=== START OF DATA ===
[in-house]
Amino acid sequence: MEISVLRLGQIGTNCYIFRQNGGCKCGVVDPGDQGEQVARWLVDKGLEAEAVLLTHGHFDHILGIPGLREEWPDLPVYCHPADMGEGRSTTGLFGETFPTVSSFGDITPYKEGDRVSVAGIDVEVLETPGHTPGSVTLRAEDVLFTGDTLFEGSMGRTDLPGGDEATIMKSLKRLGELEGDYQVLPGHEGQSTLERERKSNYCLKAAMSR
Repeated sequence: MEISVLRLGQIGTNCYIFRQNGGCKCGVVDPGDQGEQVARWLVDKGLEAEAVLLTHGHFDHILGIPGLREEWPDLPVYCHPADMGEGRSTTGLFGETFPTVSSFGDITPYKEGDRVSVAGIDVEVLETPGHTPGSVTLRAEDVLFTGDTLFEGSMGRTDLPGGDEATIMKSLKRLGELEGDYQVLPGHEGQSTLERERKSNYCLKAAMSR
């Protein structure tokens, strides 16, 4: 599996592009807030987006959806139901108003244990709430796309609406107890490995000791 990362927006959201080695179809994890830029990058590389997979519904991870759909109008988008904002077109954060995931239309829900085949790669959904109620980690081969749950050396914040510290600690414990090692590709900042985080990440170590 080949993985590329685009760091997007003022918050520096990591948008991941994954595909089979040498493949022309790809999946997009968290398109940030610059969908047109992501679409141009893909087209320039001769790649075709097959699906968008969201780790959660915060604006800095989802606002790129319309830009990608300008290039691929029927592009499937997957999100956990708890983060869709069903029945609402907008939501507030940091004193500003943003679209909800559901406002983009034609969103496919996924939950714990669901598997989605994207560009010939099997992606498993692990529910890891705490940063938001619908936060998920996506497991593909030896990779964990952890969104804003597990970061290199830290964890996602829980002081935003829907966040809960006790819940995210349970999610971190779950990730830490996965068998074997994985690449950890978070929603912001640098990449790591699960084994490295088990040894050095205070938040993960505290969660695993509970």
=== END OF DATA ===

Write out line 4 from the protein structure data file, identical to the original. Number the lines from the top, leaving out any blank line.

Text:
């Protein structure tokens, strides 16, 4: 599996592009807030987006959806139901108003244990709430796309609406107890490995000791 990362927006959201080695179809994890830029990058590389997979519904991870759909109008988008904002077109954060995931239309829900085949790669959904109620980690081969749950050396914040510290600690414990090692590709900042985080990440170590 080949993985590329685009760091997007003022918050520096990591948008991941994954595909089979040498493949022309790809999946997009968290398109940030610059969908047109992501679409141009893909087209320039001769790649075709097959699906968008969201780790959660915060604006800095989802606002790129319309830009990608300008290039691929029927592009499937997957999100956990708890983060869709069903029945609402907008939501507030940091004193500003943003679209909800559901406002983009034609969103496919996924939950714990669901598997989605994207560009010939099997992606498993692990529910890891705490940063938001619908936060998920996506497991593909030896990779964990952890969104804003597990970061290199830290964890996602829980002081935003829907966040809960006790819940995210349970999610971190779950990730830490996965068998074997994985690449950890978070929603912001640098990449790591699960084994490295088990040894050095205070938040993960505290969660695993509970």